I note in support of their application for review, the Applicant submitted signed letters from their parents consenting to the release of information they may have provided to the Agency during the Applicant’s admission.
As discussed above, the Agency advised it was not practicable to consult with third parties to obtain their views regarding the release of personal affairs information.
Having regard to the context of this matter, the nature of the information and the relationship of the third parties to the Applicant, I am of the view certain third parties would be reasonably likely not to object to the release of their personal affairs information to the Applicant.
On balance, this factor neither weighs in favour or against disclosure.
- Whether the disclosure of information would, or would be reasonably likely to endanger the life or physical safety of any person
There is no information before me to suggest this is a relevant factor in this case.
- Having considered the above factors, I am of the view the privacy of the third parties outweighs the Applicant’s interest in disclosure of the personal affairs information in this instance.
- Accordingly, I am satisfied the information deleted by the Agency under section 33(1) is exempt.
Deletion of exempt information
- Section 25 requires an agency to grant access to an edited copy of a document when it is practicable for the agency or Minister to delete exempt or irrelevant information and the applicant agrees to receiving such a copy.
- Determining what is ‘practicable’ requires consideration of the effort and editing involved in making the deletions ‘from a resources point of view’ and the effectiveness of the deletions. Where deletions would render the document meaningless, they are not ‘practicable’ and release of the document is not required under section 25.
- I have considered the effect of deleting exempt information from the documents. In my view, it is practicable for the Agency to delete this information in accordance with section 25, as to do so would not require substantial time and effort and the edited documents would retain meaning.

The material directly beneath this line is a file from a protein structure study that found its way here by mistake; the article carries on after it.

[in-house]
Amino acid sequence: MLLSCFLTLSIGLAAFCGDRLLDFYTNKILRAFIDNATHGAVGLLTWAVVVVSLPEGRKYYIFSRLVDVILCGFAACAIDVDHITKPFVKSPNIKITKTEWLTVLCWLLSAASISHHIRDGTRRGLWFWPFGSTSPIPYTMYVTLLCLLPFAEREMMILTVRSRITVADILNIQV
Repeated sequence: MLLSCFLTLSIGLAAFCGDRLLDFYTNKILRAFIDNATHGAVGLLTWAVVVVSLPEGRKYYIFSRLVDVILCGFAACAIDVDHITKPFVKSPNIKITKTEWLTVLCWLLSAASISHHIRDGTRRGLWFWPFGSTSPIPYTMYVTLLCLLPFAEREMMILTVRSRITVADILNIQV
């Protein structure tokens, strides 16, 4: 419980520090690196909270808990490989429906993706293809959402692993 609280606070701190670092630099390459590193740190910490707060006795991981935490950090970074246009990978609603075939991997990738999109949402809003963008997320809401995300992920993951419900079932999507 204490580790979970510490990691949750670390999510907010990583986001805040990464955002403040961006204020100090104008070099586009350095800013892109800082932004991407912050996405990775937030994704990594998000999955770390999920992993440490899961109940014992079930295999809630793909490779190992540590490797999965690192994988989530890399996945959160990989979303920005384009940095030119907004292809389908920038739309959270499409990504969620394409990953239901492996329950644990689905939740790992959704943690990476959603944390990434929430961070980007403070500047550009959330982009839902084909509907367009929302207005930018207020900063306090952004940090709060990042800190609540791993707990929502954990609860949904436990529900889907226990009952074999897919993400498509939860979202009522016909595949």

- On the information available, I am satisfied the information deleted by the Agency under sections 33(1) and 35(1)(b) is exempt.
- As I have determined it is practicable to provide the Applicant with an edited copy of the documents with exempt information deleted in accordance with section 25, the documents are exempt in part.
- If either party to this review is not satisfied with my decision, they are entitled to apply to the Victorian Civil and Administrative Tribunal (VCAT) for it to be reviewed.
- The Applicant may apply to VCAT for a review up to 60 days from the date they are given this Notice of Decision.
- The Agency may apply to VCAT for a review up to 14 days from the date it is given this Notice of Decision.
- Information about how to apply to VCAT is available online at www.vcat.vic.gov.au. Alternatively, VCAT may be contacted by email at email@example.com or by telephone on 1300 018 228.
- The Agency is required to notify the Information Commissioner in writing as soon as practicable if either party applies to VCAT for a review of my decision.
When this decision takes effect
- My decision does not take effect until the relevant review period (stated above) expires. If a review application is made to VCAT, my decision will be subject to any VCAT determination.
 XYZ v Victoria Police  VCAT 255 at .
 Williams v Victoria Police  VCAT 1194 at .
 Sections 33(1) and (2).
 Section 33(9).
 O’Sullivan v Department of Health and Community Services (No 2)  9 VAR 1 at ; Beauchamp v Department of Education  VCAT 1653 at .
  VSCA 218 at .
 Victoria Police v Marke  VSCA 218 at .
 Victoria Police v Marke  VSCA 218 at .
 Section 33(2A).
 Mickelburough v Victoria Police (General)  VCAT 2786 at ; The Herald and Weekly Times Pty Limited v The Office of the Premier (General)  VCAT 967 at .
 Honeywood v Department of Human Services  VCAT 2048 at ; RFJ v Victoria Police FOI Division (Review and Regulation)  VCAT 1267 at  and .
 The Applicant in section 50(1)(b) and the Agency in section 50(3D).
 Section 52(5).
 Section 52(9).
 Sections 50(3F) and (3FA).